5) Avoid unnecessary family secrets.
(Frozen translation: “Conceal it, don’t feel it” is a bad plan and too hard for a little girl.)
Kids obviously must learn that there are certain topics that aren’t safe to discuss just anywhere, and the family is a place of trust and knowing one another that is different than any other place. But teaching kids to keep unsavory secrets I think could set them up to be exploited by someone outside your family. If your family is facing something difficult that you want to keep private, then definitely talk to your kids about privacy, boundaries, and discretion… but the burden of family secret guarding sets kids up to be a cog in the gears of family dysfunction.
The lighter version of this is, don’t be embarrassed by your kids. If they are a little weird, or forget their manners in public, or you realize in public that you forgot to teach them about a particular social more`… don’t let it embarrass you. Children have to know they have the support of their parents, especially while they are learning how to navigate society, so be a big enough person not to feel embarrassed by them. News flash – people are going to judge you even if you manage to be the most perfect parent ever and your child is a saint… so don’t worry if people judge you when you find your kids falling short of perfection– no one hits that mark.
6) Teach your kids about love.
(Frozen translation: Teach them to know true love when it rescues them on the North Mountain.)
There’s a lot of sex ed out there, and a lot of shows about confusion in dating and relationships, but I don’t think there are quite enough good and thorough conversations between kids and parents about love. Lasting love is not about butterflies in your stomach, or sheer sensual attraction, or even having similar hobbies. Love is self-sacrificing. Love requires two people deciding to put one another’s needs and desires before their own. This is a beautiful thing and worth waiting to find, or even intentionally pursuing. Kids will learn to think about relationships and love by the observing their parents model adult relationships, and by the conversations you have about them. Obviously not everyone has the opportunity to parent from a two-person relationship, but even single parents or caretakers can teach kids to value themselves and value others. Love is so much bigger than temporary happiness. Urge your kiddos to take delight in patience, caring, and self-sacrifice.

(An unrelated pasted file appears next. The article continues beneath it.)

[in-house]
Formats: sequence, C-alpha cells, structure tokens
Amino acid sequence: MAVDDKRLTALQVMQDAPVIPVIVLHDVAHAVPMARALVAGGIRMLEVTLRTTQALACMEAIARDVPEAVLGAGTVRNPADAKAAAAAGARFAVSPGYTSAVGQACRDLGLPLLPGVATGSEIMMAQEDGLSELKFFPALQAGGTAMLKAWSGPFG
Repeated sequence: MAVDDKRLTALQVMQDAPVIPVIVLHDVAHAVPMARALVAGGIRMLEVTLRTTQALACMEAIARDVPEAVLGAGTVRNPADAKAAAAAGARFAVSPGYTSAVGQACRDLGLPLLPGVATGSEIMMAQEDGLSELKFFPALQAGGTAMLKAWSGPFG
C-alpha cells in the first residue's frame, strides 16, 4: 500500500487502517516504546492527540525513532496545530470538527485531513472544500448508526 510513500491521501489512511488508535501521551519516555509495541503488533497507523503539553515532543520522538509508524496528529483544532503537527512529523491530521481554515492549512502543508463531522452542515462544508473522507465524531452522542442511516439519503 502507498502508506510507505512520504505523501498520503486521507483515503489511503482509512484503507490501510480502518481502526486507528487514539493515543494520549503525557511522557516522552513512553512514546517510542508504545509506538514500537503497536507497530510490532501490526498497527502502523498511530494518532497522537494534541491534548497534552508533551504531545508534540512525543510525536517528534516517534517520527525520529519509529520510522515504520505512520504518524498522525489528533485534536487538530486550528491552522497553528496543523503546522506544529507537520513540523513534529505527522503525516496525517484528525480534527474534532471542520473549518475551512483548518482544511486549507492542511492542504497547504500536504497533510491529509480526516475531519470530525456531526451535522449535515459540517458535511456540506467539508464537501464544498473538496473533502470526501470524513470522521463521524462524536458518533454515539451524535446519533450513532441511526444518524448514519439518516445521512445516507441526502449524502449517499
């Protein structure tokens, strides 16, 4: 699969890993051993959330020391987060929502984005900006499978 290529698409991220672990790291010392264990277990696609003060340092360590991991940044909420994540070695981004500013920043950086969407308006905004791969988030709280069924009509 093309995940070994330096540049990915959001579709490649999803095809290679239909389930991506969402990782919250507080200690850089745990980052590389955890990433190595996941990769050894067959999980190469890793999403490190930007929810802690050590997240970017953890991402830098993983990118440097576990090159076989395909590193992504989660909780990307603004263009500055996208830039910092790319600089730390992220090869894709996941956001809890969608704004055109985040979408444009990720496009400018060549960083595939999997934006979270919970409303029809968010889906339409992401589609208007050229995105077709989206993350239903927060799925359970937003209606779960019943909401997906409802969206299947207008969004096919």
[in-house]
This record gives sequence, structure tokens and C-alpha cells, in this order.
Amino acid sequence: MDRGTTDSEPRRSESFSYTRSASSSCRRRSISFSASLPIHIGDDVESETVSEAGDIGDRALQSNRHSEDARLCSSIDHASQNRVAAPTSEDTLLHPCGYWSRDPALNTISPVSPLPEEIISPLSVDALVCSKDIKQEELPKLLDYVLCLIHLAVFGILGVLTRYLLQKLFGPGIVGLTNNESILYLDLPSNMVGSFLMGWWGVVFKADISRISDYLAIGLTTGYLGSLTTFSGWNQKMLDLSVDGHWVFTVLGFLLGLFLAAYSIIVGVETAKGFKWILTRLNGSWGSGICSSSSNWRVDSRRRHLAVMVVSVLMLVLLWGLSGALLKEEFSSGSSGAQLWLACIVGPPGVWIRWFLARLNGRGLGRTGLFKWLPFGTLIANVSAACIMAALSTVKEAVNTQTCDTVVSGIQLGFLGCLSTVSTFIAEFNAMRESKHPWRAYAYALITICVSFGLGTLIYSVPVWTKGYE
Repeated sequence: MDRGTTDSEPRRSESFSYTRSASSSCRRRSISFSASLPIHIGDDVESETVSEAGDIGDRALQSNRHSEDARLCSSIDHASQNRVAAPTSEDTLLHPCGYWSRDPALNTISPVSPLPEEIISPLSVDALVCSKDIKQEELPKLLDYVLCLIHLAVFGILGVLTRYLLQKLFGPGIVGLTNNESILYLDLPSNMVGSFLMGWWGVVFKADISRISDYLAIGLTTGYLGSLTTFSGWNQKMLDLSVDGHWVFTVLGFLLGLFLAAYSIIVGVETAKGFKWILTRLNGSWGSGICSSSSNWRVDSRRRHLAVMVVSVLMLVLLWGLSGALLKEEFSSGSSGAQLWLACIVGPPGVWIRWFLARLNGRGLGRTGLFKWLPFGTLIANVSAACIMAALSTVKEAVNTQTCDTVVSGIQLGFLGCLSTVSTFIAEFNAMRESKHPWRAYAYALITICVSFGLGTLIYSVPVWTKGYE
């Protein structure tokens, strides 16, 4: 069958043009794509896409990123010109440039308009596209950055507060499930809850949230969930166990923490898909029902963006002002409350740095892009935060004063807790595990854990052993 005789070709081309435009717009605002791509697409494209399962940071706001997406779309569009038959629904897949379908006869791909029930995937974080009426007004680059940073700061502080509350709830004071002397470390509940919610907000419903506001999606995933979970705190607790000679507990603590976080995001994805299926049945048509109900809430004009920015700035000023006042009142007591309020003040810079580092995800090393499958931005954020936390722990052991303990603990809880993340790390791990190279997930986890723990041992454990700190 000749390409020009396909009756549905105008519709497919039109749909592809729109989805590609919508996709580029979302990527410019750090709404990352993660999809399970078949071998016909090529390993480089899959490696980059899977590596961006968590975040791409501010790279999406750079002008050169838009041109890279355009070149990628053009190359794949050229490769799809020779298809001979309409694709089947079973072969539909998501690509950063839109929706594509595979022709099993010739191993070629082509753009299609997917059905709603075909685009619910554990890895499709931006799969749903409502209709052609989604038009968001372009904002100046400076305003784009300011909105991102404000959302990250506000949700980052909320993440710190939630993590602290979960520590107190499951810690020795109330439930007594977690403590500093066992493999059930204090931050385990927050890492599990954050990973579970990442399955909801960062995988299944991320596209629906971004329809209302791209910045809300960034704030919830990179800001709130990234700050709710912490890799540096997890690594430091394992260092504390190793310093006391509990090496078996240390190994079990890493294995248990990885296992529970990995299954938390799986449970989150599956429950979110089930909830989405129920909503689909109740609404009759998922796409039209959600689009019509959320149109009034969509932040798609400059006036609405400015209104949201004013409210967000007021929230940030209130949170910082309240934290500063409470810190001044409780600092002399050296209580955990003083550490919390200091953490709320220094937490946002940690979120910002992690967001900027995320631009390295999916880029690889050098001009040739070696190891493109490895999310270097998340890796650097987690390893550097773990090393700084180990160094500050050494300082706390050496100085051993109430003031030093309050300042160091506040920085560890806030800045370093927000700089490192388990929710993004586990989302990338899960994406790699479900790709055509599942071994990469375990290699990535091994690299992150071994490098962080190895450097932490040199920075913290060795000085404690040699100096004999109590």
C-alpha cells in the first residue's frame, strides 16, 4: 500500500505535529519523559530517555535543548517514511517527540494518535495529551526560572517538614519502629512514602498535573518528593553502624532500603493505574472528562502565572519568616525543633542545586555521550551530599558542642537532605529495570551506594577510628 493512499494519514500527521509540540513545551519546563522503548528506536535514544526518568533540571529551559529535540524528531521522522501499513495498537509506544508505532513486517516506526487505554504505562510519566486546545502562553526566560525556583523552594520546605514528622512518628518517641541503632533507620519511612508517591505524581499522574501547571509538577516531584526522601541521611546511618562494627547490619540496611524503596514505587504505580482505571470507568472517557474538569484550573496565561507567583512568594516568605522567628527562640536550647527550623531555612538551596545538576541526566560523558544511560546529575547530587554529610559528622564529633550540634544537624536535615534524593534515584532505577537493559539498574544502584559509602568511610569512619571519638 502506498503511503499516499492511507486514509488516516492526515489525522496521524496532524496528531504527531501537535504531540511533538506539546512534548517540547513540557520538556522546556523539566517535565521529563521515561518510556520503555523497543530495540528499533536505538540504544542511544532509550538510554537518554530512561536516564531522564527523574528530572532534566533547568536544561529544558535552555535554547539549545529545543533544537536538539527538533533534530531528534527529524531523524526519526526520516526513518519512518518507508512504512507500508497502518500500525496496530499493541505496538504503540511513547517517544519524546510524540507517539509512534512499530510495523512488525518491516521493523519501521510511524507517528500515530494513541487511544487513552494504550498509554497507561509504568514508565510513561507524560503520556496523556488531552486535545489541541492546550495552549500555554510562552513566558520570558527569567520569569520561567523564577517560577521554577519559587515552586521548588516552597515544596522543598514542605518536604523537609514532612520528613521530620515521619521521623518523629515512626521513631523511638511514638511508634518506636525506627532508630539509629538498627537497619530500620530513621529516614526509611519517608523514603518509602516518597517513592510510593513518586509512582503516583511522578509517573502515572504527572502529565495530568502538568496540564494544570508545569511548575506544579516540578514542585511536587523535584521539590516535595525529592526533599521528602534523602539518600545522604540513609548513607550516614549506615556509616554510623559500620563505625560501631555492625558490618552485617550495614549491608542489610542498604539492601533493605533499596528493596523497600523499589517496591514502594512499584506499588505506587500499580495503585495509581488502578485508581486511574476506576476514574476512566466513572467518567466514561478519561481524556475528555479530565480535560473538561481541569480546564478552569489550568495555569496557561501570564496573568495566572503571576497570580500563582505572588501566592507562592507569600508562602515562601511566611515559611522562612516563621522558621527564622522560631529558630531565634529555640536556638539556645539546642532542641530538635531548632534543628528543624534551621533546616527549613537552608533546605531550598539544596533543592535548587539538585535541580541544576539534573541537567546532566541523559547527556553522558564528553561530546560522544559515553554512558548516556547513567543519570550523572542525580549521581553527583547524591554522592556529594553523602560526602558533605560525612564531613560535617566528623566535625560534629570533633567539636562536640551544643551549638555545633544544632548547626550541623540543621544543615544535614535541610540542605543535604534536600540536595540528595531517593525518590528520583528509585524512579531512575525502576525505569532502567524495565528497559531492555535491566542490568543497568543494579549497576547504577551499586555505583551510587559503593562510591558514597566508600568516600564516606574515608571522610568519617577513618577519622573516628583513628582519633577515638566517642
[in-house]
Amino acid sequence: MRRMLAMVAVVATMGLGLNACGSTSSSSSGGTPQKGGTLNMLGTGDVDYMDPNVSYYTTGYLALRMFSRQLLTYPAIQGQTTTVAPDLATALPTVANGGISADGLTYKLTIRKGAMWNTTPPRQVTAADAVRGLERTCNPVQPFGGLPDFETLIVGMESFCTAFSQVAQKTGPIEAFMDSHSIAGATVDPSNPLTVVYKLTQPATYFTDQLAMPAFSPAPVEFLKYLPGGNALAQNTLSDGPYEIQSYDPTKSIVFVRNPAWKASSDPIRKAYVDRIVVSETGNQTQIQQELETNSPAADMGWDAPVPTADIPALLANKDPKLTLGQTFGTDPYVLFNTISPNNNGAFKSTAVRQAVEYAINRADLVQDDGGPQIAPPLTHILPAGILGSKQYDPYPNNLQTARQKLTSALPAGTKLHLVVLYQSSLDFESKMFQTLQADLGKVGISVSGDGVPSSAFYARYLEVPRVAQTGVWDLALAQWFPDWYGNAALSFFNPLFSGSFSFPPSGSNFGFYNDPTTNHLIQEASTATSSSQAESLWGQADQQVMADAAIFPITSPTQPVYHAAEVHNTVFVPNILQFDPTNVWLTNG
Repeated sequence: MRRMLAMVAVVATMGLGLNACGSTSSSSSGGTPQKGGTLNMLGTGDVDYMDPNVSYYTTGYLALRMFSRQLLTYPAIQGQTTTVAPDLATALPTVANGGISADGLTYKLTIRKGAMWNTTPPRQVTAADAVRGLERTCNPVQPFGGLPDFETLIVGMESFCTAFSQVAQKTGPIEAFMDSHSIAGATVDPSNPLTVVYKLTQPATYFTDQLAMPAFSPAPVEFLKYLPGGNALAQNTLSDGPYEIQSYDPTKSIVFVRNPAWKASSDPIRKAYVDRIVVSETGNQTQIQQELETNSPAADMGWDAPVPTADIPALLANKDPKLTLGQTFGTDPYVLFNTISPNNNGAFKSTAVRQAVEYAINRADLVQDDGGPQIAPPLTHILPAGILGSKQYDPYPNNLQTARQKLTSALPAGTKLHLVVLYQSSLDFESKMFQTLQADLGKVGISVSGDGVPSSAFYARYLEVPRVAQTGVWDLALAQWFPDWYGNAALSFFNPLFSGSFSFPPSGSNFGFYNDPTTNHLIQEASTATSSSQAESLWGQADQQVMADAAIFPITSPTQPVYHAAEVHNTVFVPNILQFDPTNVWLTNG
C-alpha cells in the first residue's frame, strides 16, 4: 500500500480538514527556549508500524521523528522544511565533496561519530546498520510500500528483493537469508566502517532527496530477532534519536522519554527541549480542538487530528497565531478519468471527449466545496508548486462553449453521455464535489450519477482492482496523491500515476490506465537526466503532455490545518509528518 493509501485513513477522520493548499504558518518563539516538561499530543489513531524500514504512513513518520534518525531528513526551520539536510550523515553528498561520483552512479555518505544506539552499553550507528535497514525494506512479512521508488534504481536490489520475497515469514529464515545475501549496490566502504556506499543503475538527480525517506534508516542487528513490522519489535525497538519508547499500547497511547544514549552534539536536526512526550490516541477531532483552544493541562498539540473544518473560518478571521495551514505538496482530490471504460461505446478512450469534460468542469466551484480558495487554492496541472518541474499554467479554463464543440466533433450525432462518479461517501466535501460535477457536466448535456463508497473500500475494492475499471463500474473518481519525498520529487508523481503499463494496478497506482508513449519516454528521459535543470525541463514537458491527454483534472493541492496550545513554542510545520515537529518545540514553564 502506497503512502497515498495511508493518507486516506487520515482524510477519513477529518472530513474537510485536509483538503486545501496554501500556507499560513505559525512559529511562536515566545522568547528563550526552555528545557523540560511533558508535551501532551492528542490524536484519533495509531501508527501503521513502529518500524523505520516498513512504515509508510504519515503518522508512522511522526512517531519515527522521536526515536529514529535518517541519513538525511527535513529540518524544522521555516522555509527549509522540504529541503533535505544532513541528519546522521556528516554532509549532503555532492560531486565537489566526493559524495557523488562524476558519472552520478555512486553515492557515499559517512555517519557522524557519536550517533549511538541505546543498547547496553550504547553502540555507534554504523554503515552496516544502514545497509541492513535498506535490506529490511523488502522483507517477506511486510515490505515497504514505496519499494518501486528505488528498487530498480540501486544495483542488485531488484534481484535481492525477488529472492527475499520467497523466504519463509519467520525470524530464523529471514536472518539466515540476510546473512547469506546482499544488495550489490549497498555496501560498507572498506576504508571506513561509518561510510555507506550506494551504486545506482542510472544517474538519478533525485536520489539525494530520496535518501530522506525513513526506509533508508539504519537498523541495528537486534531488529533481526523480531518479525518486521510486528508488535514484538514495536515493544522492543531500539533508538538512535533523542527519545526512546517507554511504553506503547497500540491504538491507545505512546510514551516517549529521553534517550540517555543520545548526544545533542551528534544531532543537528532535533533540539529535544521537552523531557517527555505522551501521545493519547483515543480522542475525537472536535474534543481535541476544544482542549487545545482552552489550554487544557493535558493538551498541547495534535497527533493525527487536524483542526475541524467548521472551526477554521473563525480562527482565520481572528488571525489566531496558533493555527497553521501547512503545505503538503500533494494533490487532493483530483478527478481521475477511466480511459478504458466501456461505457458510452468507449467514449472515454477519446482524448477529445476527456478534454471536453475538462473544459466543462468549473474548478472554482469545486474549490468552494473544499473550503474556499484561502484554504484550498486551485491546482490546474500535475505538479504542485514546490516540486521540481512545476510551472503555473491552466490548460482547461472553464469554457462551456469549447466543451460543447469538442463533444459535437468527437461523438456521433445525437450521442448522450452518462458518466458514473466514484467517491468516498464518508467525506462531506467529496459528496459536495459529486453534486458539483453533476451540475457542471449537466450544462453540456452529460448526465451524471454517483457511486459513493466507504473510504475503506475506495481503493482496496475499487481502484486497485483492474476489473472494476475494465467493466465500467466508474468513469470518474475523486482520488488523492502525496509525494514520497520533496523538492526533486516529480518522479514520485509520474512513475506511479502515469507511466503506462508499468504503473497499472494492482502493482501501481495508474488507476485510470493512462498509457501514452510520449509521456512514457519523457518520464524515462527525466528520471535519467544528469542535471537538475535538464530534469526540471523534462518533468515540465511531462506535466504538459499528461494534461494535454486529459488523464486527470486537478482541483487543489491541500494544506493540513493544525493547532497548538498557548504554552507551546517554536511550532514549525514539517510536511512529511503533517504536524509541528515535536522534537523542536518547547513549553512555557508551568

The long and short of it: know, listen to, and talk to your kids…. always, about everything. There are days of course where you need a parenting break, which sometimes looks like them watching Frozen 5 times in a week…. but more than anything, I encourage all the parents out there just to be physically, emotionally, and mentally present with your kids at least for a little while each day, or whenever you are able to be with them. They need you, and in a way you don’t realize, you need them. 🙂



One Comment Add yours

  1. marydavidson says:

    Perhaps one of the best blogs I’ve read in a LONG time! Excellent Emily! Thank you so much! My girls are addicted to Frozen as well, so this really spoke to my heart.